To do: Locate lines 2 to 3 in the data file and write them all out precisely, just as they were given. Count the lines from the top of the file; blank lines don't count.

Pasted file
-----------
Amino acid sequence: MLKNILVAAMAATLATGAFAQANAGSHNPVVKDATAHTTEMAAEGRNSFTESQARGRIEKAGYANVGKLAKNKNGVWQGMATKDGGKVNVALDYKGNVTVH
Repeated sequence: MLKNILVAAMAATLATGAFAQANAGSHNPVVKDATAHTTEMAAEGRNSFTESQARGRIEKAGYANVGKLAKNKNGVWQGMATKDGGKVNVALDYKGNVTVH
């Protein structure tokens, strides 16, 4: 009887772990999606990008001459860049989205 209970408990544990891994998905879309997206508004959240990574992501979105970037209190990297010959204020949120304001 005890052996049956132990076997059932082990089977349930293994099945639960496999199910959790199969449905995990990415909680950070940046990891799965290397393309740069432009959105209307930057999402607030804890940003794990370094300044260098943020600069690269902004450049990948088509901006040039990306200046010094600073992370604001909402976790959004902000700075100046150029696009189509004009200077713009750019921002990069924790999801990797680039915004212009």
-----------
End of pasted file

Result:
Repeated sequence: MLKNILVAAMAATLATGAFAQANAGSHNPVVKDATAHTTEMAAEGRNSFTESQARGRIEKAGYANVGKLAKNKNGVWQGMATKDGGKVNVALDYKGNVTVH
């Protein structure tokens, strides 16, 4: 009887772990999606990008001459860049989205 209970408990544990891994998905879309997206508004959240990574992501979105970037209190990297010959204020949120304001 005890052996049956132990076997059932082990089977349930293994099945639960496999199910959790199969449905995990990415909680950070940046990891799965290397393309740069432009959105209307930057999402607030804890940003794990370094300044260098943020600069690269902004450049990948088509901006040039990306200046010094600073992370604001909402976790959004902000700075100046150029696009189509004009200077713009750019921002990069924790999801990797680039915004212009």